Vikings ready for home-field advantage

Several key Vikings have never experienced the Metrodome crowd for a home opener or, worse yet, Desmond Bishop says, some were on the other side. Vikings players are looking forward to getting on a winning track in front of their home crowd.

Rookie cornerback Xavier Rhodes was all smiles in the Minnesota Vikings locker room Wednesday. After a scheduling quirk had the Vikings opening the 2013 season with two straight road games, having the home opener Sunday against the new-look Cleveland Browns is something he has been looking forward to since being drafted by the Vikings.

"There's something about playing in front of your home fans," Rhodes said. "It gives you that little extra to have them screaming and cheering for you. I was surprised how loud they could get for preseason games. We had a couple of road preseason games and their crowds weren't anything close to what we had at home. With everyone there to cheer us on for a regular season game, this is a moment I've been waiting for the last few months. I can't wait."

There is something to be said about the home-field advantage. It can be the difference between a pair of evenly matched teams being involved in a lopsided game. Teams can be dominant at home and struggle on the road despite having the same personnel. Last year, the Vikings were 7-1 at the Metrodome and, including the playoff loss to Green Bay, 3-6 on the road. There is a difference and coming home couldn't come at a more critical time for the 0-2 Vikings.

"It's great to finally be at home," offensive tackle Matt Kalil said. "It's tough playing on the road and, as you can see, it's tough to win on the road. We didn't get the results we wanted. We're 0-2, but I think we're headed on the right track. Our goal is just to get better each week and there's nothing like getting in front of your home crowd and getting the energy from them."

Wide receiver Jarius Wright said he will be pumped up and ready to go Sunday because he was injured last year during the home opener and was effectively left behind by the team – being inactive for the team's first nine games. When the team hits the field and gets the typical thunderous ovation from the Vikings' version of the 12th Man, he's going to get a chill up his spine.

"They haven't seen us since the fourth preseason game and we were a much different team back then," Wright said. "We're looking forward to it. I am especially because I didn't play in the home opener last year. We have a great, loyal fan base here and we feel our fans can definitely help make a difference in the game."

Not everyone who plays at the Metrodome shares in the fan experience. As a member of hated rival Green Bay Packers, linebacker Desmond Bishop said the Metrodome provides a distinct home-field advantage that makes it hard for the offense to hear when the crowd choreographs sustained noise when the quarterback goes into the shotgun formation. As a member of the Packers, Bishop dreaded coming to the Metrodome and is glad to finally be on the other end of the fan frenzy.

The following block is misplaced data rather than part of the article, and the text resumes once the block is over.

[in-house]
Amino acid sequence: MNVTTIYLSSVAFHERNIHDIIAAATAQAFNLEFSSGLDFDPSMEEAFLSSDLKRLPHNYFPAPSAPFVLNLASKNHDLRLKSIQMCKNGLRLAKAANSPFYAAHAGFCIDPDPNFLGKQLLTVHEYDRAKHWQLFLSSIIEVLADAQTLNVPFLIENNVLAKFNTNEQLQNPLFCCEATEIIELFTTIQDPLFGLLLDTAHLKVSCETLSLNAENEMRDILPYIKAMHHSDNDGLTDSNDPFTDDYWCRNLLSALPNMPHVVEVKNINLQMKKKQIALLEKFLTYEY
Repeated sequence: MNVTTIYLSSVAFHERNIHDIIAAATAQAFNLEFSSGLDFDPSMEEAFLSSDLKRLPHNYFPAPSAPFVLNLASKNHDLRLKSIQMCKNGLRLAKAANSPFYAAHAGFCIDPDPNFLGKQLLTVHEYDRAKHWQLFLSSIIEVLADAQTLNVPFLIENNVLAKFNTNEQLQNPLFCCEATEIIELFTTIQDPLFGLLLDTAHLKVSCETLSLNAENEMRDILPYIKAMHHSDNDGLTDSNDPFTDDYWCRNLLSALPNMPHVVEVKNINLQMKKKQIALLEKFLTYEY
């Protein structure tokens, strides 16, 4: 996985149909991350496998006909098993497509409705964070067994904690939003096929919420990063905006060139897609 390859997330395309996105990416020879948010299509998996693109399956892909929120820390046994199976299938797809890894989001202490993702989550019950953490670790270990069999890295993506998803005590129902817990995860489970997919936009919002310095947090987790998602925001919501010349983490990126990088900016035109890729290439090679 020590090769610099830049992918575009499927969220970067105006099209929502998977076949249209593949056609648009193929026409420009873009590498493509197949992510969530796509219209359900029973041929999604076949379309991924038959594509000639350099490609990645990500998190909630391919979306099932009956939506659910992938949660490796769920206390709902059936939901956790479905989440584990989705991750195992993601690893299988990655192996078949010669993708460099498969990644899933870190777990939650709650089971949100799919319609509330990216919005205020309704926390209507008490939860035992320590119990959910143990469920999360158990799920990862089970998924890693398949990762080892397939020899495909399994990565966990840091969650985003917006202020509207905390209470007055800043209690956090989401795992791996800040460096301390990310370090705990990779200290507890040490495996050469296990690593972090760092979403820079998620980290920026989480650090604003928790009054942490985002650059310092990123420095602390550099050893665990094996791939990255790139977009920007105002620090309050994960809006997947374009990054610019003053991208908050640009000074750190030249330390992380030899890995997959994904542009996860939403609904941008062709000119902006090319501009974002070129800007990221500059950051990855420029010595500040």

"They definitely make a difference and make it difficult on the team coming into the dome," Bishop said. "I remember saying that I hate the dude on the motorcycle (Vikings mascot Ragnar) and hearing that horn all the time. Now that I'm part of the Vikings family, I'm looking forward to embracing that energy. But, as someone who has seen it from the other side, it's definitely a home-field advantage."

The domecoming couldn't fall at a more crucial time for the Vikings. Everyone has heard the stats on the odds of making the playoffs when a team starts 0-2. Those numbers fall off the table when a team starts 0-3. The Vikings need to get rid of the zero in the win column and will draw strength from the 60,000 supporters in the stadium.

But, as veteran defensive tackle Fred Evans pointed out, the onus will be on the Vikings to play well and get their fans involved and potentially be a factor against Cleveland's offense. While there may be no place like home to play games, players still have to execute to come away with a win.

"The home crowd is always encouraging," Evans said. "There's a different comfort zone being in your own bed and not having to get on an airplane and fly into a town the night before a game. But, in the end, the game is played on the field. They're all the same size no matter where you're at, but the crowd can make a big difference in making it hard for the other offense to hear and you feed off of that as players. We have some of the best fans in the league and being able to get them on our side and behind us, it can make a difference and we're excited about getting that chance after a couple of tough road games."

John Holler has been writing about the Vikings for more than a decade for Viking Update. Follow Viking Update on Twitter and discuss this story on our subscriber message board.

Viking Update Top Stories